Biomass briquettes

Biomass briquettes are being developed in the developing world as an alternative to charcoal. The technique involves the conversion of almost any plant matter into compressed briquettes that typically have about 70% the calorific value of charcoal. There are relatively few examples of large scale briquette production. One exception is in North Kivu, in eastern Democratic Republic of Congo, where forest clearance for charcoal production is considered to be the biggest threat to Mountain Gorilla habitat. The staff of Virunga National Park have successfully trained and equipped over 3500 people to produce biomass briquettes, thereby replacing charcoal produced illegally inside the national park, and creating significant employment for people living in extreme poverty in conflict affected areas. [27]


Helioculture is a newly developed process which is claimed to be able to produce 20,000 gallons of fuel per acre per year, and which removes carbon dioxide from the air as a feedstock for the fuel.[28]

Alternative energy in transportation

Due to steadily rising gas prices in 2008 with the US national average price per gallon of regular unleaded gas rising above $4.00 at one point,[29] there has been a steady movement towards developing higher fuel efficiency and more alternative fuel vehicles for consumers. In response, many smaller companies have rapidly increased research and development into radically different ways of powering consumer vehicles. Hybrid and battery electric vehicles are commercially available and are gaining wider industry and consumer acceptance worldwide.[30]

See also


  1. ^ On site renewable energy options
  2. ^ "MICHIGAN NEXT ENERGY AUTHORITY ACT (EXCERPT) Act 593 of 2002". Michigan Legislature. Retrieved 2008-12-14. 
  3. ^ WordNet. Alternative Energy entry.
  4. ^ RICC 2007. Term Glossary.
  5. ^ NRDC. Glossary.
  6. ^ MMS. Definitions.
  7. ^ Torridge District Council. TDLP PART 1 - GLOSSARY.
  8. ^ Gregory Clark (University of California, Davis, Economics); David Jacks (Simon Fraser University, Economics) (2007-04). "Coal and the Industrial Revolution, 1700-1869" (pdf). European Review of Economic History (European Historical Economics Society). Retrieved 2008-12-14. Lay summary.  Clark and Jacks specifically refer to 18th century "alternative energy"
  9. ^ Dr Roger White, Institute of Archaeology and Antiquity, University of Birmingham (2006-05-13). "Trees and Woods: Myths and Realities" (doc). Lecture: The Essential Role of Forests and Wood in the Age of Iron (Commonwealth Forestry Association). Retrieved 2008-12-14.  Note: Dr. White specifically refers to coal as a 17th century alternative fuel in this paper.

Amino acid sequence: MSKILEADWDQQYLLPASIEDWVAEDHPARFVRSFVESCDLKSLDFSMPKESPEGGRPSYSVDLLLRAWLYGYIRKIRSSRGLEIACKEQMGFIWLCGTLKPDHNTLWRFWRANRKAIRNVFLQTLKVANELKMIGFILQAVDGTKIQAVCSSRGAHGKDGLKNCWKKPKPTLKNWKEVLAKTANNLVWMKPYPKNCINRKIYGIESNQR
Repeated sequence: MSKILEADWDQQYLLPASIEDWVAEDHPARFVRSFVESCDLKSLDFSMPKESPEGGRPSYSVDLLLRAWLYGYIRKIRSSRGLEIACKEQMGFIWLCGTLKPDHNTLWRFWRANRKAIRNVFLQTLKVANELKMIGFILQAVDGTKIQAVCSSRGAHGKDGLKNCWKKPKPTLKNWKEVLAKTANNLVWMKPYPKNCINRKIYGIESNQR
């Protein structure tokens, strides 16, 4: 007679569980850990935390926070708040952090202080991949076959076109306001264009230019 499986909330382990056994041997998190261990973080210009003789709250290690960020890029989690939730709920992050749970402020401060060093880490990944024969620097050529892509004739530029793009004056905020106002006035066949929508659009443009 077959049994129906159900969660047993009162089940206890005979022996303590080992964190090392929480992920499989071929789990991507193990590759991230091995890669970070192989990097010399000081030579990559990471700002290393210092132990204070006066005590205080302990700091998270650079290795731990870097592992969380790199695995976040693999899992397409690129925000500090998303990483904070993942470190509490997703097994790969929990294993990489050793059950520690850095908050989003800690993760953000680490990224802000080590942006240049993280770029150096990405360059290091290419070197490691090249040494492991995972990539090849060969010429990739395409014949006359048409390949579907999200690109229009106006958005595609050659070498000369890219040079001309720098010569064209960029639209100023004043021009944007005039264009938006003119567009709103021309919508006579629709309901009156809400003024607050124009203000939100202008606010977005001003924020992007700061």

10. ^ Dr. Douglas B. Reynolds (economics) (doc). Energy Grades and Historic Economic Growth. Hubbert Peak of Oil Production website. Retrieved 2008-12-14. 
  11. ^ Norman F. Cantor (1993). The Civilization of the Middle Ages: The Life and Death of a Civilization. Harper Collins. p. 564. ISBN 978-0060925536. 
  12. ^ "From Old Dartmouth to New Bedford, Whaling Metropolis of the World". Old Dartmouth Historical Society. Retrieved 2008-12-14. 
  13. ^ Alexander Graham Bell (1917). Prizes for the Inventor: Some of the Problems Awaiting Solution. National Geographic Society. p. 133. Retrieved 2008-12-14. Lay summary. "In relation to coal and oil, the world's annual consumption has become so enormous that we are now actually within measurable distance of the end of the supply. What shall we do when we have no more coal or oil! .... There is, however, one other source of fuel supply which may perhaps this problem of the future. Alcohol makes a beautiful, clean and efficient fuel, and where not intended for human consumption can be manufactured very cheaply ... from corn stalks and in fact from almost any vegetable matter capable of fermentation." 
  14. ^ "Industry Statistics: Annual World Ethanol Production by Country". Renewable Fuels Association. Retrieved 2008-05-02. 
  15. ^ Macedo Isaias, M. Lima Verde Leal and J. Azevedo Ramos da Silva (2004). "Assessment of greenhouse gas emissions in the production and use of fuel ethanol in Brazil" (PDF). Secretariat of the Environment, Government of the State of São Paulo. Retrieved 2008-05-09. 
  16. ^ Daniel Budny and Paulo Sotero, editor (2007-04). "Brazil Institute Special Report: The Global Dynamics of Biofuels" (PDF). Brazil Institute of the Woodrow Wilson Center. Retrieved 2008-05-03. 
  17. ^ Biofuels look to the next generation
  18. ^ Cellulosic Ethanol: Not Just Any Liquid Fuel
  19. ^ Building Cellulose
  20. ^ Including solar and radiant energy.
  21. ^
  22. ^ a b c Bruce Upbin (2007-12-24). Greenhouse Stocks. Forbes. Retrieved 2007-12-24. 
  23. ^ Lester R. Brown (2007-06-13). "Biofuels Blunder:Massive Diversion of U.S. Grain to Fuel Cars is Raising World Food Prices, Risking Political Instability". Testimony before U.S. Senate Committee on Environment and Public Works. Retrieved 2008-12-20. 
  24. ^ a b Horton, Jennifer. (19 August 2008). "5 Wacky Forms of Alternative Energy". Retrieved 15 June 2009. 
  25. ^ "Hywind by Statoil". 11 February 2009. Retrieved 24 June 2009. 
  26. ^ "Biogas Technology". 27 March 2009. Retrieved 24 June 2009. 
  27. ^ "Biomass Briquettes". 27 August 2009. Retrieved 19 February 2009. 
  28. ^ Start-Up's Biofuel Recipe Mixes CO2, Slime and Sunshine, The New York Times, July 27, 2009
  29. ^ Gas Prices post third straight record, CNN Money
  30. ^ Foster, Peter (24 Mar 2009). "China takes on America in electric car race". London: Telegraph Media Group Limited. Retrieved 2009-05-11.